There is nothing luxurious about having a period, it is a monthly occurrence that people with a uterus have no choice or control over, yet women in the UK are being taxed 5% on sanitary products as they are a ‘luxury’.
Despite this ridiculous and frankly misogynistic tax rate, when put to vote in the house of common on whether to keep the VAT rate on sanitary products, MPs narrowly voted to keep tampons and sanitary towels as luxury items.The list of 305 MPs decided that the tax on sanitary products was to be rightfully kept as it is already the lowest rate of tax on luxury items. But the fact is that these products are being taxed as they are accepted as being a luxury item.
The ability to afford sanitary products should be a basic right, and not one that should be taxed as a luxury. As many people who have ever experienced a period will understand, it is impossible to go about your everyday life without adequate sanitary products. The fact that people who menstruate are forced to choose to incorrectly take the free contraceptive pill to unknown health risks as a free alternative to the expense of sanitary products, or choose whether to budget money for food or tampons is ridiculous – and the decision to keep this 5% tax rate is even more outrageous.
The idea that the MPs making decisions on the monetary tax rate of sanitary product are all cis white men highlights the misogynistic and outdated way that these politicians are choosing to hold women’s bodies at ransom with no experience of the effects of menstration or any detrimental effect to their lives in protecting the tax rate.
The decision on taxing of sanitary products should not fall into a demographic of straight, cis men who are removed so completely from the issue at hand. They are not making a decision based upon empathy and understanding of the plight of the period but a decision based upon capital and expenditure – which is exactly why the decision didn’t pass, despite the margin being narrow.
Periods are in no way a luxury. In addition to women being taxed and made to choose between spending money on food or sanitary products, we are also simultaneously shamed for our natural bodily function. When Kiran Gandhi ran the London Marathon on her period and chose to free bleed to highlight the shaming of menstruation. The response to her free-bleed run was the cries of men saying how ‘unhygienic’ and ‘disgusting’ she is, and how they wouldn’t run a marathon after ‘shitting in their pants’. The correlation being made between excrement and period blood is an outrageous one, period blood is not unhygienic and is the material that could help host a baby and is in no way similar to excrement.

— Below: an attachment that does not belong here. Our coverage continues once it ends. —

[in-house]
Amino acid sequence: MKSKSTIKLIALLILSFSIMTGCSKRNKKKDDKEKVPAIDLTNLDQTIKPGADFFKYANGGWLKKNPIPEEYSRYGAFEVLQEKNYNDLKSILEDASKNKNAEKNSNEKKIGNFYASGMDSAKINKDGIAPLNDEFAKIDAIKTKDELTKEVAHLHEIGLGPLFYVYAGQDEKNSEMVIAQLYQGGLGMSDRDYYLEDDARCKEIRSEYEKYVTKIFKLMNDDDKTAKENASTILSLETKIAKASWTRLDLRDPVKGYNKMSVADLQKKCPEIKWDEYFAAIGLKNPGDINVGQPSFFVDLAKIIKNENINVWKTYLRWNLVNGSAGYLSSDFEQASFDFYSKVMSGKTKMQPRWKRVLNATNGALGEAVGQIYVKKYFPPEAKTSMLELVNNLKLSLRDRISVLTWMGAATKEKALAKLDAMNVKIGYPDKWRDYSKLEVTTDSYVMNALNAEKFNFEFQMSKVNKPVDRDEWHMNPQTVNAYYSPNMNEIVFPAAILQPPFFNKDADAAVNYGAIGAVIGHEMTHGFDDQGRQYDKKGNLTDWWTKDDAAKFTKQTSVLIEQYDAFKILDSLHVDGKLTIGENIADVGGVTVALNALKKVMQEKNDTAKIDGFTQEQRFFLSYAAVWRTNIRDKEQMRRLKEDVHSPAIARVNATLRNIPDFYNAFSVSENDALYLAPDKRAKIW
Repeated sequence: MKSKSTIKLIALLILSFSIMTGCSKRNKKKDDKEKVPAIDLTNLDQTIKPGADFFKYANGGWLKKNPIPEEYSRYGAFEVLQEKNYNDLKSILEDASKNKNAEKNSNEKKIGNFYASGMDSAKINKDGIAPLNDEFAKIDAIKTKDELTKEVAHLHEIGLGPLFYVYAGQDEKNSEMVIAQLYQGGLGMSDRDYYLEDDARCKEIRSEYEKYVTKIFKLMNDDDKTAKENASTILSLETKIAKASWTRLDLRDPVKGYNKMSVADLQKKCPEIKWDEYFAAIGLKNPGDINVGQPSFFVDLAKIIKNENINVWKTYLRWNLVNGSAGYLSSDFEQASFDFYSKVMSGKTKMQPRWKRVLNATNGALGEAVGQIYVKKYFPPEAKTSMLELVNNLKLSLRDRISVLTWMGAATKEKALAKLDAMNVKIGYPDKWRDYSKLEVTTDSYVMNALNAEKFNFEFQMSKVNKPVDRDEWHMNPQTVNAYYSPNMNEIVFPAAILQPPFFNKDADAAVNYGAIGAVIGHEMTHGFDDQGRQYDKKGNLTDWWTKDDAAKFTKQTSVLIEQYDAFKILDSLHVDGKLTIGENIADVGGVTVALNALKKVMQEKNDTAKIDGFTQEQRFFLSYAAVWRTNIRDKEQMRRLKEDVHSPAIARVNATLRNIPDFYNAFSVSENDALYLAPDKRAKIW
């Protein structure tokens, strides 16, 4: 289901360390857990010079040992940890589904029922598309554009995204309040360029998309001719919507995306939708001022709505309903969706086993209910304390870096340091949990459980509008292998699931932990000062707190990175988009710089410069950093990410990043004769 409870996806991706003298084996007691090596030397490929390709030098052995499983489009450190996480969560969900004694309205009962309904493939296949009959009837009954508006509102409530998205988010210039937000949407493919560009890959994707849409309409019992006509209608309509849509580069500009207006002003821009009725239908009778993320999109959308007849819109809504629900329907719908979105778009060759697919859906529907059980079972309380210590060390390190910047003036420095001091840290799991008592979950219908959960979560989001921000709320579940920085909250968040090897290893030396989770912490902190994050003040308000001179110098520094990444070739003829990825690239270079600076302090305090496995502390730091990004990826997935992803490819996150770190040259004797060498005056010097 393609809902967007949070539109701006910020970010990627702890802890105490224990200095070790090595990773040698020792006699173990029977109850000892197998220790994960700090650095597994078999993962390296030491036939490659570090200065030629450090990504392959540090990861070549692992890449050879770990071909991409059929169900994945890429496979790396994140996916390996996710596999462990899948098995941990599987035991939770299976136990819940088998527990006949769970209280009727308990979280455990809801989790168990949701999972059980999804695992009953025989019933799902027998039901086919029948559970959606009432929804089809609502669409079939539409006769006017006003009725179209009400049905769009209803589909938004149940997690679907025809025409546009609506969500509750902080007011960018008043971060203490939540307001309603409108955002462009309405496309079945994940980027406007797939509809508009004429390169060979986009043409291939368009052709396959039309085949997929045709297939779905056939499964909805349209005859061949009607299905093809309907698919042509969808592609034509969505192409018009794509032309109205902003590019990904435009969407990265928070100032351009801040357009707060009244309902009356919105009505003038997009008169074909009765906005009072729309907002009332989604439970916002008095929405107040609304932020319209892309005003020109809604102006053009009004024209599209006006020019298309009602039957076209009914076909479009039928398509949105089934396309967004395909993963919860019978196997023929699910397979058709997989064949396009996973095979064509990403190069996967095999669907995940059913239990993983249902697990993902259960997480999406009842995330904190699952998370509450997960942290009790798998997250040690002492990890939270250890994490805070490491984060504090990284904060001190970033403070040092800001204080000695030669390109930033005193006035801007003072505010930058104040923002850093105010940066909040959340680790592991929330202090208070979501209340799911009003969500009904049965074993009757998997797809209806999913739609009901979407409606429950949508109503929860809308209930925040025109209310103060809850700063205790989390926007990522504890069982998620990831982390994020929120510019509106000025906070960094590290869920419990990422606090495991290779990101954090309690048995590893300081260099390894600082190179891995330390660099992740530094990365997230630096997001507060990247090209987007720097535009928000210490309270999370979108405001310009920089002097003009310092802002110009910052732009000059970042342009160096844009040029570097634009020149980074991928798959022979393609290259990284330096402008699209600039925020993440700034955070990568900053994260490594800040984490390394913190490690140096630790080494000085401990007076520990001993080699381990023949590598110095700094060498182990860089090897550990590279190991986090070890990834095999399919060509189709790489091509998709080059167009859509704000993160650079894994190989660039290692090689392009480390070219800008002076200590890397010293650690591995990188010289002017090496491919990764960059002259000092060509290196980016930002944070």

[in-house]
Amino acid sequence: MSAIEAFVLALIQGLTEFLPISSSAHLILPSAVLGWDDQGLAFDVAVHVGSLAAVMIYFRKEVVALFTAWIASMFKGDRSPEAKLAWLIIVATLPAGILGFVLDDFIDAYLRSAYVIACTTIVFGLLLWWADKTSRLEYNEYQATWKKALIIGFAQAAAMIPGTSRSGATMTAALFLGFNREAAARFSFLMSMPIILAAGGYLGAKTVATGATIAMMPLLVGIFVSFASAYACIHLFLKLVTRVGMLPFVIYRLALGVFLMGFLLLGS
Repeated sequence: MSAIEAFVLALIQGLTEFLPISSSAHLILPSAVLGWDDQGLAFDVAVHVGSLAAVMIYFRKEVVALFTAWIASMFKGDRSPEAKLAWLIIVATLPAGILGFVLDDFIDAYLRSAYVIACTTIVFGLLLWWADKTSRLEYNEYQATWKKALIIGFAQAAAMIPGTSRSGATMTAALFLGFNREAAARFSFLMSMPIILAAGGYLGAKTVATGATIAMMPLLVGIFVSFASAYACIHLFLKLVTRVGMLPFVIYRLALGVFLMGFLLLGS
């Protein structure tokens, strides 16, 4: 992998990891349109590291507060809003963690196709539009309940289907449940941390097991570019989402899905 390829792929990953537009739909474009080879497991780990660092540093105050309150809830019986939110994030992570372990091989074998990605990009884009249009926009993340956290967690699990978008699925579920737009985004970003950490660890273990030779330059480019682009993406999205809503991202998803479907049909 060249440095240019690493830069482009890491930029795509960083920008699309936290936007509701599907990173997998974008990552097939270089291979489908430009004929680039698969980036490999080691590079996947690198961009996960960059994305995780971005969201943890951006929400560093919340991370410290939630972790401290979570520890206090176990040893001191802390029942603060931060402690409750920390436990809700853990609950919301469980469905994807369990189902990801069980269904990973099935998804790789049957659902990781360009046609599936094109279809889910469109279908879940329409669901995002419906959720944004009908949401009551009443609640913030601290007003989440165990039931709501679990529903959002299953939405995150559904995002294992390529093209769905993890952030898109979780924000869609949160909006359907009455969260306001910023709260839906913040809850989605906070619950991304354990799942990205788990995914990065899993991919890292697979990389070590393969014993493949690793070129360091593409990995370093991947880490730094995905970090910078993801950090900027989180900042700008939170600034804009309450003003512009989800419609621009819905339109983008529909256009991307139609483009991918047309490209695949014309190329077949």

This itself highlights how periods are seen as being disgusting and aren’t understood by the male population – why do they need to, right? The reaction to Kiran Gandhi’s decision to free-bleed shows how it is unthinkable to go about your daily life while menstruating without adequate sanitary products.
Sanitary products should not be a privilege, it should not be classed as a luxury to be able to afford sanitary products – they should be offered freely and not have such a ridiculously high price tag.
The fact that this tax rate even exists for sanitary products is ridiculous, and to be put to vote in a male led and male dominated house of commons to vote to keep the tax in place defines how this country’s political system is policed by misogynistic and out of touch cis men. The majority of MPs who had the power to change the tax rate have no concept of the personal inflictions which menstruation can cause. Sanitary products are not as freely available as they should be, especially when people are already having to tighten their budgets in the wake of the conservative government – the very party leading the halt on the reduction of the tax rate. Food banks are becoming much more widely relied on, and in the face of this women are still expected to pay a 5% VAT rate on essential items which are deemed a luxury when items such as crocodile meat and jaffa cakes are seen as an essential item.
I refuse to accept that my natural bodily functions will be simultaneously shamed and taxed by cis men. If only these men saw the 5% tax rate on sanitary products as being as disgusting as period blood, we might actually have some sort of hope for change.